1 In A Million - Are You Part Of The Latest African Data Breach?

1 In A Million - Are You Part Of The Latest African Data Breach?

posted in Cyber-SecurityProduct ● 5 Jun 2018

The last 12-months has seen several high-profile data breaches. In Europe, data protection has been under the microscope for 24-months in the run-up to the now active General Data Protection Regulation (GDPR). Now in a similar vein, in South Africa, organisations are beginning to prepare for the announcement and implementation of the Protection Of Personal Information Act (POPI).

The latest breach making headlines in South Africa is the news that just under a million personal records have been leaked online. The effects of this breach could see fraud on the rise and for the organisation at fault, customer confidence is certain to be low. Security Analyst and Consultant, Troy Hunt, founder of haveibeenpwned was able to identify the breach which was communicated to technology news publication iAfrikan.

The leak of approximately 934,000 personal records contained highly sensitive information including:

  • National Identification numbers
  • Email addresses
  • Full name
  • Plain text passwords

The data was later revealed to have leaked from an unsecured web server belonging to traffic fine organisation, ‘ViewFines’.

Global breach landscape

Global data breaches have been on the rise and it is not uncommon to read stories of organisations who have lost data to a breach. In South Africa, breaches have also been on the rise and in 2017 the country saw its largest-ever data breach when the firm Dracore Data Sciences leaked a huge 75 million records from a database. This breach was also related to an unsecured web server and was said to have contained the personal records of 60 million South African citizens.

Uber-hack

For a breach with global effect, you must look no further than taxi giant, Uber. With both drivers and customers across the globe, Uber holds an enormous amount of sensitive information. In 2017, the firm admitted that a year prior it had suffered a hack, in which 2 unnamed individuals had managed to access the records of over 55 million users (drivers and customers alike).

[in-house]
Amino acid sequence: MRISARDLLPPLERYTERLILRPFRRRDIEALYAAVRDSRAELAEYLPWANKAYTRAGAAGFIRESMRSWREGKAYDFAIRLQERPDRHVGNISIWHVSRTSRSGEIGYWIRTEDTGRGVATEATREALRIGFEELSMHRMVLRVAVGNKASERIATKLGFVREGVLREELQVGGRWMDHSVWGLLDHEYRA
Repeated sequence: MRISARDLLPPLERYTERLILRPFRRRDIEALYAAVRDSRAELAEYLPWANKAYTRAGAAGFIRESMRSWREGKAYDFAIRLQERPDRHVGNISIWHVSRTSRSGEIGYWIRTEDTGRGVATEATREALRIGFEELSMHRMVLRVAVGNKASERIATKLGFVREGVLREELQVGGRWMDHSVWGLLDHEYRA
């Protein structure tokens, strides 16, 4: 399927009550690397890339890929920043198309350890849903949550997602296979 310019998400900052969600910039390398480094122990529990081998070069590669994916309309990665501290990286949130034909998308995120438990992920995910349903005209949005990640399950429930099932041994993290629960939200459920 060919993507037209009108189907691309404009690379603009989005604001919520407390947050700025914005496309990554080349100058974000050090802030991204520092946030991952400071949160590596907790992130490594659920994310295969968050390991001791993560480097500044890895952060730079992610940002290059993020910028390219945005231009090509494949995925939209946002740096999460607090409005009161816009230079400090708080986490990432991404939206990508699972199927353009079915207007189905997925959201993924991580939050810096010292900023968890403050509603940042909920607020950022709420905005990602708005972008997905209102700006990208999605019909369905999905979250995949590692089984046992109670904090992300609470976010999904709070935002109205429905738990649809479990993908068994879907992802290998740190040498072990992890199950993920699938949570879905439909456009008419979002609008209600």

The breach was said not to have affected ‘core’ systems but rather data being held in a GitHub repository.

Equifax breach

Equifax is one of the largest credit agencies in the world. When they suffered a catastrophic breach, it was quickly known that over 100 million people were likely at risk of having had their data stolen. Victims were largely in the United States, however, customers from Canada the UK and other European countries were also affected.

The Equifax breach is thought to be one of the largest of all time. The estimated number of records now stolen is more than 145 million.

Consequences of a data breach

Data breaches are serious matters and dependent on the type of breach and types of data lost can have terrible consequences. While accidentally deleting large amounts of data is a serious breach and could have huge effects internally for an organisation, it is less likely to affect a person whom the data relates to. If, however, hackers gain access to personal records such as address details and a person’s credit card number its clear to see this could be used for fraudulent activity.

Data breaches are newsworthy items, people have greater understandings of data security and what a breach could mean to them. Organisations who regularly suffer breaches often have to deal with the effects this can have on their reputation. Would you choose to be a customer of an organisation who put your personal data at risk?

A data breach can be costly for many reasons. There will be a cost associated with discovering and investigating the breach, not to mention fixing issues to ensure a breach is not repeated. However, the real costs will come in the forms of fines for non-compliance with data protection laws. Fines are not the only penalties that can be given for non-compliance, but they are some of the most common. Under some data protection laws, individuals can be criminally prosecuted for non-compliance.

Europe’s GDPR can see organisations fined up to €20,000,000 for the most serious data breaches.

Staying protected against data breaches

Best practices for protecting data against loss or breach vary across systems and environments, however, there are some fundamentals that can help any organisation to protect data. The nature of what data is being protected will also be a factor in how best to protect it.

Limit access to sensitive information

Limiting and tracking access to sensitive personal information will give greater visibility and control. Internal staff are still one of the most common reasons for a data breach such as stolen data.

Encrypt data

Data encryption is a widely used method of protection and one that is highly effective. By encrypting data, organisations can render it useless even if cyber-criminals do manage to gain access to it.

Don’t use default passwords

Some of the most common cyber-attacks involve a stage in which hackers will attempt to gain passwords or login information to access systems. Unfortunately for unprepared organisations ‘password’ and ‘admin’ are still commonly used passwords and give hackers easy access to systems and information.

Backup all data

Data loss and accidental deletion can be some of the most serious and costly breaches due to any associated downtime. Ensuring that a full backup of all data is in place will allow for organisations to recover data quickly and efficiently and cut downtime.

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